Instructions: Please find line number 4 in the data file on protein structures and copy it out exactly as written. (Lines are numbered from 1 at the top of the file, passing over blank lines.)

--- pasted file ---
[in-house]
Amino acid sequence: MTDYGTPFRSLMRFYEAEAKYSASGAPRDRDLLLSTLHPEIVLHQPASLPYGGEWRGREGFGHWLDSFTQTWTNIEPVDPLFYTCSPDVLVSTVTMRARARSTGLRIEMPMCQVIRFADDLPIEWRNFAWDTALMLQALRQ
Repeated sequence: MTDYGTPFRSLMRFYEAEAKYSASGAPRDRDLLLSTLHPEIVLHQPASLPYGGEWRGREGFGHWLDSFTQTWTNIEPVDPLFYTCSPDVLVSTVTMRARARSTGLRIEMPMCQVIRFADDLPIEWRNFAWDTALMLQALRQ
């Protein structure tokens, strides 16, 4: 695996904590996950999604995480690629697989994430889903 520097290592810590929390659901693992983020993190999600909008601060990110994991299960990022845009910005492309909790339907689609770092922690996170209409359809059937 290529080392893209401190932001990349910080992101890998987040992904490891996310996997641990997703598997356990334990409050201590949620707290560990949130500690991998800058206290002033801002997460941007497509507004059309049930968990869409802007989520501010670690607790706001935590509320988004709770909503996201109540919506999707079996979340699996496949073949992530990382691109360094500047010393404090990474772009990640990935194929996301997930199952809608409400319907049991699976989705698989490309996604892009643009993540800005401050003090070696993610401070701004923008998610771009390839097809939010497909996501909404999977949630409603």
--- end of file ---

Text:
């Protein structure tokens, strides 16, 4: 695996904590996950999604995480690629697989994430889903 520097290592810590929390659901693992983020993190999600909008601060990110994991299960990022845009910005492309909790339907689609770092922690996170209409359809059937 290529080392893209401190932001990349910080992101890998987040992904490891996310996997641990997703598997356990334990409050201590949620707290560990949130500690991998800058206290002033801002997460941007497509507004059309049930968990869409802007989520501010670690607790706001935590509320988004709770909503996201109540919506999707079996979340699996496949073949992530990382691109360094500047010393404090990474772009990640990935194929996301997930199952809608409400319907049991699976989705698989490309996604892009643009993540800005401050003090070696993610401070701004923008998610771009390839097809939010497909996501909404999977949630409603």